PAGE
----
The accountants think it would cost more than $200M to fix the bug you mean.
Why debug when you can bury more cheaply.
Microsoft is reportedly in talks to buy Israeli security firm Aorato for $200 million after this week pouring cold water on its claim to have discovered a critical flaw in Active Directory. Aorato was founded by former Israeli Defense Force hackers and offers products that detects attacks on against Active Directory. As …
Aorato was founded by former Israeli Defense Force hackers and offers products that detects attacks on against Active Directory.
Once detection occurs, their program immediately dispatches a couple of viral assassins using fake UK credentials while logic bombs are dispatched to the general subnet of the attackers. Mom & pop PCs caught up in the destruction are invited to visit the webiste of the company where they are then denigrated as "collateral damage that only has got itself to blame" and other far more odious words. Meanwhile, subsidies are automatically transferred by Western Union money transfer from selected bastion of Washington D.C. to support "this plucky company that fights for its existence".
Yup, because software assurance is free. Fuckwit.
And as for AD upgrades not requiring downtime - that's a dubious statement at best. Especially in the SoHo-SMB space where you're unlikely to have multiple servers to balance out the load while the operating system upgrade is ongoing - and that's after you've moved any data shares, exchange, etc off the server(s) you need to upgrade. Because new servers aren't free either.
Typical MS (as it's pretty much established that AC is a shill - or just utterly deluded) - absolutely no concern for anyone but the enterprise.
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"Yup, because software assurance is free. Fuckwit."
Support / maintenance obviously isnt free - but you have to be retarded not to take it - so do you mean you didnt sign them up for SA? In which case as we now see, you are the fuckwit...
"that's a dubious statement at best. Especially in the SoHo-SMB space where you're unlikely to have multiple servers to balance out the load while the operating system upgrade is ongoing -"
The minimal number of AD servers you should ever have in a domain is 2. Fullstop. If you have only one in any environment then thats a problem in itself.
Guess what, you fucking numpty - most SMBs have one or two Window servers and little more, and that still requires downtime when you have to upgrade a server to 2012 to improve the AD level because most of them don't have a seperate server to host their data/exchange/AD environments because they can't afford to have 2 servers + hot spare. This is true of most SMB environments where no amount of telling them will encourage them to spend more than £3000 on critical infrastructure because IT is a cost centre as far as they are concerned. They'd rather spend that money on staff, office chairs, transport budget etc as they tend not to have money leaking out of their rectums.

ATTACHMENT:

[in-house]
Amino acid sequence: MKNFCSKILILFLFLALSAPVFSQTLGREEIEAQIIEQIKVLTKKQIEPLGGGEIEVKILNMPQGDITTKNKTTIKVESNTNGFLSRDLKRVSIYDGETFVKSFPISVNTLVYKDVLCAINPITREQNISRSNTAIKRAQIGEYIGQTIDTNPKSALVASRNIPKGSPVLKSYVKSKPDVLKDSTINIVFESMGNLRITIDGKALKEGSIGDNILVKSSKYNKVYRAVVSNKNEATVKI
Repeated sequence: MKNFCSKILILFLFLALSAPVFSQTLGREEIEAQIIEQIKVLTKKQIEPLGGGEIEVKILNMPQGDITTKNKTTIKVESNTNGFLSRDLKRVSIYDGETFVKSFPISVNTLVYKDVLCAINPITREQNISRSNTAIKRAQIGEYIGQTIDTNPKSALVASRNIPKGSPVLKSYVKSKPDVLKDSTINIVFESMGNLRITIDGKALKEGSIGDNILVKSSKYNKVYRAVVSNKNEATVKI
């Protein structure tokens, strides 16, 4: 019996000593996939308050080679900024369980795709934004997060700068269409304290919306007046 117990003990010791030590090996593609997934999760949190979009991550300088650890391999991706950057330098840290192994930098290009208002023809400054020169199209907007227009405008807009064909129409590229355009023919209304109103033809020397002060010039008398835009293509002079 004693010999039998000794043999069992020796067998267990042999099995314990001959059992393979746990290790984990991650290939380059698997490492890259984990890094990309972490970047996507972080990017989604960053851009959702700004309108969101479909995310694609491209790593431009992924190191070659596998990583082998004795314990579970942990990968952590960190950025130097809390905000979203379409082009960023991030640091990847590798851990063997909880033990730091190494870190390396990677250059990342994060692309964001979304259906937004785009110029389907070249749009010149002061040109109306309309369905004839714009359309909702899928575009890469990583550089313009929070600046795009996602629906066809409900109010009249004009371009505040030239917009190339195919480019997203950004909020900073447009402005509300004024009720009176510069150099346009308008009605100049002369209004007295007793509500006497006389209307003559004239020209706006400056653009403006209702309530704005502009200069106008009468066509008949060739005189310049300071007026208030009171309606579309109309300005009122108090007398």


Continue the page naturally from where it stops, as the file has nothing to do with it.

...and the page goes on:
And oddly, most clients don't believe that $$$/PA for SA is worth it when they'll likely upgrade their OS when they replace the server(s). Because they can't afford to just throw money at the OS whenever MS have decided they can't be arsed to fix an actual problem.
Pull your head out of your arse AC, you stink of fetid shit, and everyone knows it but you. When you don't have a minimum five figure IT budget per year, this stuff matters.
It's more of a feature - essentially it is a negotiation "I can't do Kerberos", "OK, use this instead", where the alternative is known not to be bullet proof. As another poster has already commented you're given choices about the default security level as pat of the installation and it is explained that the backwards-compatible alternative is less secure. Really the only substance I can see is the lack of proper logging.
"Redmond has since pointed out the attack was a well-understood limitation of Kerberos and referred punters to documentation about how to prevent the attack"
ref: That would be Microsoft Kerberos, the one that's incompatible with MIT Kerberos.
ref: 'We consider the fact that attackers can change the victim’s password by only knowing the NTLM hash to be a flaw. If this flaw is by design, this simply makes it a “by-design” flaw.'
That would be Microsoft Kerberos, the one that's incompatible with MIT Kerberos.
Fair's fair... that isn't really true. There's a difference between vendor-specific extensions and breaking compatibility. We have Windows machines authenticating against MIT Kerberos and indeed vice versa. Windows does need a little fettling since it regards that as an inter-realm relationship (because of the lack of those extensions) but they will interoperate. It's pretty much essential if you want Windows and Unix systems to interoperate in anything like a seamless manner with common user accounts on each.
"That would be Microsoft Kerberos, the one that's incompatible with MIT Kerberos."
No it isn't - extensive testing was done while I worked for a large investment bank and there are no compatiblity issues - at least with replacing MIT wth the Microsoft flavour anyway.
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